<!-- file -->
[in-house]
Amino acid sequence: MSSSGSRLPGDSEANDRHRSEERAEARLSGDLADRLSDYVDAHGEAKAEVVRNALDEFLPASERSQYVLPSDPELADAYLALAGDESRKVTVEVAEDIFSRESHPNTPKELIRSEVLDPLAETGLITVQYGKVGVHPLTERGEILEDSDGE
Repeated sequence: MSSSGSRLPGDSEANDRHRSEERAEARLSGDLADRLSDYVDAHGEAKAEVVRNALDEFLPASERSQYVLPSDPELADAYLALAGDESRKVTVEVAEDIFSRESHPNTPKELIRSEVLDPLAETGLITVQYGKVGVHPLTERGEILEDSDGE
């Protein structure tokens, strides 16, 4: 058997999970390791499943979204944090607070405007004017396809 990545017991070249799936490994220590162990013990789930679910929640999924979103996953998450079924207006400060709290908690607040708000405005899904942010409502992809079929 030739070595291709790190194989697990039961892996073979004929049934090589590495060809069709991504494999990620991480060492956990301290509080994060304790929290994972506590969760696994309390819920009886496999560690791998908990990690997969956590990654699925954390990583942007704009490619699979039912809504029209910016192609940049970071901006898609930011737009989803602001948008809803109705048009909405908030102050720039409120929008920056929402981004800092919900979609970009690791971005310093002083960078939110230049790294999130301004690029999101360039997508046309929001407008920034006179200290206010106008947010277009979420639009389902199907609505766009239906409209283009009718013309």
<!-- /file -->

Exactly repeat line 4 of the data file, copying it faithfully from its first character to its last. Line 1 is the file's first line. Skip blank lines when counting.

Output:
């Protein structure tokens, strides 16, 4: 058997999970390791499943979204944090607070405007004017396809 990545017991070249799936490994220590162990013990789930679910929640999924979103996953998450079924207006400060709290908690607040708000405005899904942010409502992809079929 030739070595291709790190194989697990039961892996073979004929049934090589590495060809069709991504494999990620991480060492956990301290509080994060304790929290994972506590969760696994309390819920009886496999560690791998908990990690997969956590990654699925954390990583942007704009490619699979039912809504029209910016192609940049970071901006898609930011737009989803602001948008809803109705048009909405908030102050720039409120929008920056929402981004800092919900979609970009690791971005310093002083960078939110230049790294999130301004690029999101360039997508046309929001407008920034006179200290206010106008947010277009979420639009389902199907609505766009239906409209283009009718013309």